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Topic: 2010 Garden-a-long?  (Read 8890 times)
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h_pets360
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« on: January 08, 2010 12:10:41 PM »

It's January, it's cold, muddy, and rainy outside, and I am going stir crazy.  It's garden planning time though, and I'll have to let that suffice.  What are you guys going to be growing this year?

Me, definitely: tomatoes, broccoli or broccoli raab, carrots, lettuce, calendula, pumpkin, climbing beans, snow peas, sunflowers, nasturtiums
probably: more herbs, more flowers
maybe: cucumbers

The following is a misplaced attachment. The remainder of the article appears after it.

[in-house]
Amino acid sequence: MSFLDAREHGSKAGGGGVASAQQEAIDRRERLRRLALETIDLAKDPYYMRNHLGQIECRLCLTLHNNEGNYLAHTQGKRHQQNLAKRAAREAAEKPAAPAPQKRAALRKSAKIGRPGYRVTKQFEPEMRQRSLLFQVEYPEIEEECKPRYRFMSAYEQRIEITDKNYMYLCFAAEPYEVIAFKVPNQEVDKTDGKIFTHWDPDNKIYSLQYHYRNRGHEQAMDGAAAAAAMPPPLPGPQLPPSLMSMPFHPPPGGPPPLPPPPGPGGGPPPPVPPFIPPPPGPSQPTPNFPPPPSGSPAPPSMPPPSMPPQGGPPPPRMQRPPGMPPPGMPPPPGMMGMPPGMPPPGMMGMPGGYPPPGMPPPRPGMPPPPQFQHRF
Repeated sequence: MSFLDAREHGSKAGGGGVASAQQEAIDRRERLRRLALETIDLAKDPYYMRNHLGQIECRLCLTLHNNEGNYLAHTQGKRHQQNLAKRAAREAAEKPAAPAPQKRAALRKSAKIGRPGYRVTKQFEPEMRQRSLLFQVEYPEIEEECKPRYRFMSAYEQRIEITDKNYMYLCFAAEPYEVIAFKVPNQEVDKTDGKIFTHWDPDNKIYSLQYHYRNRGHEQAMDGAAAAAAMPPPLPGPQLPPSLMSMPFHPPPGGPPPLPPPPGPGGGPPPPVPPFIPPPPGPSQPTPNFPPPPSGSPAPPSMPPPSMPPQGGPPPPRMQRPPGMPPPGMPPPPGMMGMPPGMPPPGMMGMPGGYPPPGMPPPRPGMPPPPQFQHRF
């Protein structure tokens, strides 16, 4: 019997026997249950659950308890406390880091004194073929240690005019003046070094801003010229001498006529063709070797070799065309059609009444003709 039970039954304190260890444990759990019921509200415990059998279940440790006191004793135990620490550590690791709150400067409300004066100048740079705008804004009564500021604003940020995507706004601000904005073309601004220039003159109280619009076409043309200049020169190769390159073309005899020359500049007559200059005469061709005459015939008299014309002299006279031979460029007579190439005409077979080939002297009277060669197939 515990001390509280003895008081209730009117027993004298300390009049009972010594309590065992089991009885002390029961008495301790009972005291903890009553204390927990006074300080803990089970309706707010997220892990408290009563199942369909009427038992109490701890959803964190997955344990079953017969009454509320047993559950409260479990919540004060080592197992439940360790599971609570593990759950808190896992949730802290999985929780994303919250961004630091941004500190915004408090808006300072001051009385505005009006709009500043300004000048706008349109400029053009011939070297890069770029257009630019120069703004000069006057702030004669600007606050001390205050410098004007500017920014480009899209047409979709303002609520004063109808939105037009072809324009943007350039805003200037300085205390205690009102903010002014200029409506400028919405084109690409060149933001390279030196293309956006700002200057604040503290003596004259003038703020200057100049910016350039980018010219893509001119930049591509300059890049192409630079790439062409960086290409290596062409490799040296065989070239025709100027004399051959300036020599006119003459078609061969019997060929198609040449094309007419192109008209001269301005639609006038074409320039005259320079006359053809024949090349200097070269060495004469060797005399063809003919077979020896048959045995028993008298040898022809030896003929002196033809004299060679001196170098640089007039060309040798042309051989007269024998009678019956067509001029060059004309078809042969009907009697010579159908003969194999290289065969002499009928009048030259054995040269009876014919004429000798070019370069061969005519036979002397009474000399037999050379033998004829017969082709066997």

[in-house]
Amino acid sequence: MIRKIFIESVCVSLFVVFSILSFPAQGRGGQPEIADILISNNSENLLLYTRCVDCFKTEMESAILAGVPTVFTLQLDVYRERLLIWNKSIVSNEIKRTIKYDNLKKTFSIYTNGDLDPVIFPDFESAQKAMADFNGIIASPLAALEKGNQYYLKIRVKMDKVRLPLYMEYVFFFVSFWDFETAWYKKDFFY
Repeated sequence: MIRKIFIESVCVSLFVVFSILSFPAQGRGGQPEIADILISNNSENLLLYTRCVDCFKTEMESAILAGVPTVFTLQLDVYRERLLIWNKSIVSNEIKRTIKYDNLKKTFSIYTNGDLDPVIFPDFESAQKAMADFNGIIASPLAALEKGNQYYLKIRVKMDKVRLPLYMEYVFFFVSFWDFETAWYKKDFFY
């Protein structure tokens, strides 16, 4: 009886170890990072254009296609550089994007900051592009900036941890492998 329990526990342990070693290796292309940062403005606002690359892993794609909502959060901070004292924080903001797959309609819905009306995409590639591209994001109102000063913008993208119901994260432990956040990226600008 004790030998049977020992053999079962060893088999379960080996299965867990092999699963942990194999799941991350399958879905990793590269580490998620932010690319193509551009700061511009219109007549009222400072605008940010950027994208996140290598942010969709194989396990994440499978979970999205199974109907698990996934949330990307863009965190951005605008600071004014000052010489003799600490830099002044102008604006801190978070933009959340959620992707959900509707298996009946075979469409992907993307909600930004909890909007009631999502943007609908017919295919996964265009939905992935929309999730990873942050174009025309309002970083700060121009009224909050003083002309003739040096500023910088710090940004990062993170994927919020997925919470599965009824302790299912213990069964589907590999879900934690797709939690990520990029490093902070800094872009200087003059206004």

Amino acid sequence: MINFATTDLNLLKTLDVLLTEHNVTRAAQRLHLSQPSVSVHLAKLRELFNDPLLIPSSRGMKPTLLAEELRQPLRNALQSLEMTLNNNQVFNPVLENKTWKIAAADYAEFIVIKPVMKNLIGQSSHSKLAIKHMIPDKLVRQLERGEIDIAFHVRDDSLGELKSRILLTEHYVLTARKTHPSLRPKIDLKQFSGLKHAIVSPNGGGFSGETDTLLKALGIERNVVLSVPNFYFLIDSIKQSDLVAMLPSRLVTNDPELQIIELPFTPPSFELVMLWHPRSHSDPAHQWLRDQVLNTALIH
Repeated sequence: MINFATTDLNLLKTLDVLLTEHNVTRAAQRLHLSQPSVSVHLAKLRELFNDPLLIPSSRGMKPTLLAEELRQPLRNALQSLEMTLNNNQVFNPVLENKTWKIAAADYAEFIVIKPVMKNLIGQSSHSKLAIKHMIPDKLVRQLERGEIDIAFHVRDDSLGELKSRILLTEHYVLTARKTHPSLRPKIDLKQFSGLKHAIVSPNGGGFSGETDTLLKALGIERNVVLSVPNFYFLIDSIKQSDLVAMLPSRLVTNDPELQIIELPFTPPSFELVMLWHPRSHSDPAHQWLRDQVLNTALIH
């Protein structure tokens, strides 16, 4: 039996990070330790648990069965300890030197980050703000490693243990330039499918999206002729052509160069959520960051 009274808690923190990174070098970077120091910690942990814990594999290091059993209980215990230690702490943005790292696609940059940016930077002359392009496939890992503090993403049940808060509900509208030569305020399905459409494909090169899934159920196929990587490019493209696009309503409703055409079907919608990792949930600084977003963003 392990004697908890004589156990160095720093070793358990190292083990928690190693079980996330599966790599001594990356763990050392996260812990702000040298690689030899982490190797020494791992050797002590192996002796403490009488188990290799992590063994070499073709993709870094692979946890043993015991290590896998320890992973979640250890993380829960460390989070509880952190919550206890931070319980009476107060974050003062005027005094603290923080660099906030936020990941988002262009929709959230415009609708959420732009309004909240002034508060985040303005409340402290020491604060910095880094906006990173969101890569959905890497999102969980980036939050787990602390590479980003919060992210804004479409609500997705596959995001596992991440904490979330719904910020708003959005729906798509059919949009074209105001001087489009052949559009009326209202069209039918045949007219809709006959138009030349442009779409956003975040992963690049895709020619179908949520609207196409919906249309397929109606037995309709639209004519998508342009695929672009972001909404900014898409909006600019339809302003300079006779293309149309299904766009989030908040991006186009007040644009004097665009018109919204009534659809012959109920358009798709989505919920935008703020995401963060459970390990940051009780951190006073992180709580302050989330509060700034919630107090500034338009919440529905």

Is anyone else going to be starting from seed?
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« Reply #1 on: January 08, 2010 12:34:01 PM »

I don't grow tomatoes from seed, but just about everything else that goes in the ground around here is a seed.

I grow blue lake pole beans from fourth generation seeds that I have harvested myself.  Also, lima beans, lemon cucumbers, winter squash, lettuce, carrots, spinach, cayenne peppers and bell peppers.  Some of the seeds I have harvested from last year's crops,  some I get from Seed Savers and some I buy from the farner's market. 

I also buy native tomato plants from the Master Gardener's program here.

This year I am also planting sunflowers.  I tried growing peas and decided that it was a waste of time and resources.  Maybe I'll grow snow peas.
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« Reply #2 on: January 08, 2010 12:53:58 PM »

I grow the snow peas on a chain link fence between my neighbor's front yard and my own.  Only like 5 plants, but it gave me enough to throw into salads for an added crunch, and it helped to cover the fence a bit.